When the Raleigh Bicycle Company decided in 1934 to stop producing three-wheeled bikes, its works manager, T. L. Williams, and a colleague, E. S. Thompson chose to make their own car in Williams' back garden on Tamworth's Kettlebrook Road. In January 1935, the prototype was granted a licence. A 356 kg steel-framed van powered by a 600 cc single-cylinder engine that drives the rear wheels via a three-speed transmission and chain drive.
Like other automobiles of the time, the body had a wooden frame with aluminium panels connected to it. It was effectively a motorbike equipped with a box body, with the motorbike front end situated in the open, in front of the bulkhead. The first prototype featured handlebars for steering, but it was soon altered to a steering wheel. The work was relocated to Watling Street in Fazeley. The first Reliant was shipped on June 3, 1935. The driver sat in the centre of the vehicle, sitting atop the engine, and was driven by a single-cylinder air-cooled 600cc engine.
1964 Reliant Sabre 6
In 1938, the Reliant Motor Company began using the popular Austin Seven's 747 cc four-cylinder side-valve engine. On March 12, 1938, the very first four-cylinder Reliant was constructed. As Williams was always keen on making Reliant as self-sufficient as possible, the Austin Car Company stated its plan to discontinue manufacture of the 747 cc Austin Seven engine.
During WWII, Reliant manufactured components for the allied war effort. Three-wheeler development continued in the post-war years. The Regent was a slightly altered van introduced by Reliant. The first Regent, which looked like an oversized motorbike, was finished on March 13, 1946. The Regent gained a GVW of 10 cwt and improved its equipment, including sliding door windows. The Regent was still being developed alongside the Reliant Regal in 1953. In 1956, the Regent was superseded by the Regal Mk II van.
In 1952, a four-seat automobile was introduced, first with an aluminium body, but as the company's grasp of the material developed and the cost of aluminium climbed, panel by panel, it was replaced with fibreglass. By 1956, the body of the Reliant Regal Mark 3 had been fully replaced with fibreglass. The engine was redesigned by Reliant to produce 17.5 horsepower, a significant improvement over the original Austin design's 7 hp.
Reliant Scimitar GT SE4
After Bond Cars went bankrupt, Reliant purchased the company. Reliant acquired Bond after deciding to join the Triumph dealership market. This partnership was already in place for Bond's Equipe sports vehicle, but when Triumph acquired British Leyland, the pact was terminated. Bond is reported to have been Reliant's major rival in three-wheeled automobiles, with the Bond Minicar and the Bond 875, but Reliant's cars outsold Bond's by a considerable margin, thanks to a considerably bigger manufacturing and dealer network. The Bond moniker was used by Reliant for the 1970s Bond Bug, which was a Reliant prototype initially known as the Reliant Rogue.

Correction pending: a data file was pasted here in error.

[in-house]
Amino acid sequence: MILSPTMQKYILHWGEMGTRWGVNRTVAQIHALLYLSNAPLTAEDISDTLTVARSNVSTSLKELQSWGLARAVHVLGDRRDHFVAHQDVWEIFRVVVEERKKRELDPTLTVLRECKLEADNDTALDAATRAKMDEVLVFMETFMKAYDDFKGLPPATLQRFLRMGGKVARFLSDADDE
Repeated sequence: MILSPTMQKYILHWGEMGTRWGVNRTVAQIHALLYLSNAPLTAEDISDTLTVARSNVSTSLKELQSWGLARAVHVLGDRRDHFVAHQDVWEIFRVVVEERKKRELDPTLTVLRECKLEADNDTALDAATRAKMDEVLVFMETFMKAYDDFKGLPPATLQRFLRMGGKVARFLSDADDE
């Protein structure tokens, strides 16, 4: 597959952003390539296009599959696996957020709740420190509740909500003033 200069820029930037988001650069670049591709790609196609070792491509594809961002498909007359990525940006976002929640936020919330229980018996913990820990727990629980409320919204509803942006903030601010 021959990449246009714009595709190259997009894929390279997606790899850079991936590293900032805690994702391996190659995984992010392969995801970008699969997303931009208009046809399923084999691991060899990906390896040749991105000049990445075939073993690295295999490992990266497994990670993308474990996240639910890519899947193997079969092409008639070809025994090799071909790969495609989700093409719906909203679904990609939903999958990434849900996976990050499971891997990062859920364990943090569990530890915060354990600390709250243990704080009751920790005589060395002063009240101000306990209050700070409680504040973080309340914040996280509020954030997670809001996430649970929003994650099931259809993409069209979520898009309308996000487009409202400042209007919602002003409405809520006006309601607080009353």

The Reliant Kitten was a four-wheeled variant of the 1970s Reliant Robin, planned to replace the Rebel and powered by an 850cc version of Reliant's own engine launched in 1975. The design was largely featured on the Reliant Robin this time, with just the nose of the design differing, with square headlamps and a black panel around them — this was done mostly for cost-saving reasons, so parts from both cars could be utilised for manufacturing.
The famous Reliant Robin has been the subject of a number of myths. The most common misconception about Reliant cars is that they cannot turn around corners. This was allegedly proved on Top Gear, although Jeremy Clarkson revealed in 2016 that the Robin only turned over frequently because the manufacturing crew sabotaged the differential, installed different sized rear wheels, and placed hefty weights in the passenger footwell. As a result, the vehicle became far less stable. Another common misconception is that a vehicle with 3 wheels is not permitted on British highways; this is not true. It is a frequent misunderstanding that Derek "Delboy" Trotter, the main character in Only Fools & Horses, owned a Reliant Robin, however, the Trotters' van was, in actual fact, a Supervan III.
The Hodge Group purchased the bulk of Reliant in 1962 and sold it to the Nash family 15 years later. The owner of Reliant was a prominent home developer in the early 1990s, and when the 1992 crisis came, the firm failed, and Reliant was sold to Beans Engineering. By 1996, Jonathan Haynes had taken the lead and his major backer had taken control - Haynes developed a new variety of Robin and Rialto specifications to appeal to a wider spectrum of buyers, including more luxurious versions like the SLX. Sales more than quadrupled since earlier, most Reliant vehicles were basic, with no choice for metallic paint. The Robin 65, a Reliant Robin in shiny gold, was produced to commemorate 65 years of automotive manufacture. The automobiles included with every available addition and were sold for £10,000 - 65 of these vehicles were constructed up until Valentine's Day 2001.
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